Another example is the “War on Leaks” initiated in 2014 by the Department of Water and Sanitation.
The programme involved training employees with the skills to tackle water losses by fixing leaking taps and pipelines or registering unregistered water users for the purpose of collecting fees. Following the awarding of the tender, the cost of the training programme increased to over R2 billion, but the deployment of the trainees to areas where they are needed did not materialise as expected.
Lastly, the NIP 2050 does not provide clear direction on how developments in technology can be applied in South Africa. Desalination is only briefly mentioned, with the DPWI stating that the use of desalination will increase in importance over time. However, in light of the realities of South Africa’s water scarcity, there is no indication of whether Government will pursue desalination processes as a means to ensure water security for the future.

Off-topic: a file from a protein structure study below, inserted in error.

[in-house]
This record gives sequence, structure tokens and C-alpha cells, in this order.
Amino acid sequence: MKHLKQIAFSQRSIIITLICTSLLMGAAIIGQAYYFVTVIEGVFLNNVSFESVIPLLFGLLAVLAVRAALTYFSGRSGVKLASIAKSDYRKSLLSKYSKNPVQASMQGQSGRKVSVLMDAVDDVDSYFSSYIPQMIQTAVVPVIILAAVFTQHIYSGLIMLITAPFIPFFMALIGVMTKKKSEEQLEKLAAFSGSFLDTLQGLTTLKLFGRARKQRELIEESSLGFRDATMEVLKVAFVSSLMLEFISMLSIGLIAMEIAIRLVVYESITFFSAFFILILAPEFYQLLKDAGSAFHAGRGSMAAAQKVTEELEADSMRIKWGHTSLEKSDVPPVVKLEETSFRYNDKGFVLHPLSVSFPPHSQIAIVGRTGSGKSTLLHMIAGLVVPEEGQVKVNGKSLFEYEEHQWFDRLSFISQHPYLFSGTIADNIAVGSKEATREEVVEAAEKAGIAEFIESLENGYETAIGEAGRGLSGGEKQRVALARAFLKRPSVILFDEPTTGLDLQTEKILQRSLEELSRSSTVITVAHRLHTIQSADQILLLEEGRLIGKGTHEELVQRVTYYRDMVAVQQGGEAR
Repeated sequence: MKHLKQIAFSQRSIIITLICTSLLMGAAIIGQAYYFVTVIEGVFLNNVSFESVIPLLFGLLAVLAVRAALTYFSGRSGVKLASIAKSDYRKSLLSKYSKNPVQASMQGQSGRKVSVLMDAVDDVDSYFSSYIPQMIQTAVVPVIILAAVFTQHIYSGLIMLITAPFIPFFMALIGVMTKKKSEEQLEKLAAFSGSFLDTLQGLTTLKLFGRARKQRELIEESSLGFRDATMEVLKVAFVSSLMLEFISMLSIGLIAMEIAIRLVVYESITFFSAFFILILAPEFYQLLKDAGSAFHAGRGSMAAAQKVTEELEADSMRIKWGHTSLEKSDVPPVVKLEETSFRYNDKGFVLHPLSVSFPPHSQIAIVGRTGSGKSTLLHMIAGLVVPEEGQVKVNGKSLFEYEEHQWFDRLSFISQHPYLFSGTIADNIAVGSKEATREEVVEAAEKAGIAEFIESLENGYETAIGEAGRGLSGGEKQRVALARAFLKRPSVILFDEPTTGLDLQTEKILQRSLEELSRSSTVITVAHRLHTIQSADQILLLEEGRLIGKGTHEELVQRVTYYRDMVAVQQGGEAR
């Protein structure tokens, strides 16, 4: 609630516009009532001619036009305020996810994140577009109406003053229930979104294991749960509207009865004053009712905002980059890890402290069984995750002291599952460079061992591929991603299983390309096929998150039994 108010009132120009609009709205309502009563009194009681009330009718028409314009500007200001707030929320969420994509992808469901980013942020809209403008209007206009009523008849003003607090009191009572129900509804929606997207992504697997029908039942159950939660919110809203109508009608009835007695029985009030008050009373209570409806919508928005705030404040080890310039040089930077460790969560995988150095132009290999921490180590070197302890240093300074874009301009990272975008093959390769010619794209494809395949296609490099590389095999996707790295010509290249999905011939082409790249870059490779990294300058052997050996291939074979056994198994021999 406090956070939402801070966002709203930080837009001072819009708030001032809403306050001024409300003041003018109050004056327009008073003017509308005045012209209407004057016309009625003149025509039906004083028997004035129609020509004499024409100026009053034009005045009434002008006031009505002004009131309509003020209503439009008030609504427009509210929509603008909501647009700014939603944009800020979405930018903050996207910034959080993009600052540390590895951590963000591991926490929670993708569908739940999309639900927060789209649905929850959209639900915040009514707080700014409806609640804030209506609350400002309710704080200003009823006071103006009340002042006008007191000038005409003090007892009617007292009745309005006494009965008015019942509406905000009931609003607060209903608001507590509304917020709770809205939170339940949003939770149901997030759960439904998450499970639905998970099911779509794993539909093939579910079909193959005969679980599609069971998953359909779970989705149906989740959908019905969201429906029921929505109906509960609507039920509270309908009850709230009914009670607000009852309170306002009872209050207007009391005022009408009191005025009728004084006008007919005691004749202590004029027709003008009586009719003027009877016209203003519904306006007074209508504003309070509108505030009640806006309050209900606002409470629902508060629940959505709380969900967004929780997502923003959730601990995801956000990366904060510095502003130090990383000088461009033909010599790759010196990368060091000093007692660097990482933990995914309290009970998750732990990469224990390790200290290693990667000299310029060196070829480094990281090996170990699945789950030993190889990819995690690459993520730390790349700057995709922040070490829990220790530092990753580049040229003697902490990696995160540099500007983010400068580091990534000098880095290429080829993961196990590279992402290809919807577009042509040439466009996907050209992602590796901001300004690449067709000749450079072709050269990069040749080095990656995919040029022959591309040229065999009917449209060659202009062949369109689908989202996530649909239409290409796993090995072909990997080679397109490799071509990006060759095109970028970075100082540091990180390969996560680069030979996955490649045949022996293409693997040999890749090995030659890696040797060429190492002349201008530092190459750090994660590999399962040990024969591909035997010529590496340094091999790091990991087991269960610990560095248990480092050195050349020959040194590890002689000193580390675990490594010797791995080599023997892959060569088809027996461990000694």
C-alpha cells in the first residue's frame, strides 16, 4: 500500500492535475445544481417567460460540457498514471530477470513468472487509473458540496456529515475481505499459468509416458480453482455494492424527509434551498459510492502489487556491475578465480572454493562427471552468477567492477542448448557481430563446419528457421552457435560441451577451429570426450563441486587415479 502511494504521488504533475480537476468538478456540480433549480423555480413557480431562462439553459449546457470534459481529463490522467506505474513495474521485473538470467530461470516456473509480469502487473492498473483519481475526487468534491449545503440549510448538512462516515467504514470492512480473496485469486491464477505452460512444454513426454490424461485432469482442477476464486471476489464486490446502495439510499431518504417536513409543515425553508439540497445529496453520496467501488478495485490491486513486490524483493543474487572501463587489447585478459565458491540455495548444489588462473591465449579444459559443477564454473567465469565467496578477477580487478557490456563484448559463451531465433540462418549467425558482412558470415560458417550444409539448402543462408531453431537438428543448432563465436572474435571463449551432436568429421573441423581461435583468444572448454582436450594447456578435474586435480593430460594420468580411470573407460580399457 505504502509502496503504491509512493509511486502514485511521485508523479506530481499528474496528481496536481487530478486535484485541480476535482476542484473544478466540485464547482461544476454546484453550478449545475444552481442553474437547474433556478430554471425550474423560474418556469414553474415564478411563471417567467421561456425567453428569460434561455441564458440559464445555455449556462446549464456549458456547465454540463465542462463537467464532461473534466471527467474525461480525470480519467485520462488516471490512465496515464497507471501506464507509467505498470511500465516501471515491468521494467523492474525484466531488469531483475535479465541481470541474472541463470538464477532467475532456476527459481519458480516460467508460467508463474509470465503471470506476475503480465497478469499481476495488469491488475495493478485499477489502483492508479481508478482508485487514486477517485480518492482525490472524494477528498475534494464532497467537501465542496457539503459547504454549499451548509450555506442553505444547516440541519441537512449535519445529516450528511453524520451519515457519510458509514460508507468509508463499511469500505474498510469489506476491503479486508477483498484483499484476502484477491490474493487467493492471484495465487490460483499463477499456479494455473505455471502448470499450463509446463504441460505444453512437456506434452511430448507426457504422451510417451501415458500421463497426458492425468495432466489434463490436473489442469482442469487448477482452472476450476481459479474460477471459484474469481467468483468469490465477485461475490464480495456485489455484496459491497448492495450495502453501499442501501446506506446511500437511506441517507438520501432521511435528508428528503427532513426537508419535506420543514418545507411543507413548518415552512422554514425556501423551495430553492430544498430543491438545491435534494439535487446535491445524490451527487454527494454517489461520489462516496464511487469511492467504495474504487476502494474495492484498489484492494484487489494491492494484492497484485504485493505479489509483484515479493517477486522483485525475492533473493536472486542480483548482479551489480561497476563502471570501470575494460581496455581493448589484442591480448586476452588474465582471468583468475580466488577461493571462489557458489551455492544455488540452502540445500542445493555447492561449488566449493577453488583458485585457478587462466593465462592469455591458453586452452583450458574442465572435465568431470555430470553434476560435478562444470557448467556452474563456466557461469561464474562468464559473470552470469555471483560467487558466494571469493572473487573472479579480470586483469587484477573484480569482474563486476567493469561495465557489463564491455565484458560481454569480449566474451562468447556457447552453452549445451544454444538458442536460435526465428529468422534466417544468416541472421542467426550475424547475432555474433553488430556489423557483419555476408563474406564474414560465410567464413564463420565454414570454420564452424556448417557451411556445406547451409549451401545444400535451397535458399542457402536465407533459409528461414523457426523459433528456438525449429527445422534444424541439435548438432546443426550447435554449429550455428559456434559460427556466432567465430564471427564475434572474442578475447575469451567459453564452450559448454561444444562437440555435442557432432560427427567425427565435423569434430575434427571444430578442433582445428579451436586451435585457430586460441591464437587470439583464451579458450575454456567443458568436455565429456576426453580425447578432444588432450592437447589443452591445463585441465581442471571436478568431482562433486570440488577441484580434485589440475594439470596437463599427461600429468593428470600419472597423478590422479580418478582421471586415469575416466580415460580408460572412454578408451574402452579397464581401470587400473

The NIP 2050 warns that without the implementation of necessary measures, all metropolitan areas across the country may be placed under water restrictions in the next five years. Water is so vital for the functioning of everyday life and multiple economic and industrial sectors, that the impact of such restrictions will reverberate throughout the country, similar to how load shedding – and the interruptions and discomfort it causes – has impacted the country.
Although it is commendable that Government has identified the development of water infrastructure as crucial to the country’s economic and social growth, we urgently need to see the implementation of such measures in order to avoid a water crisis.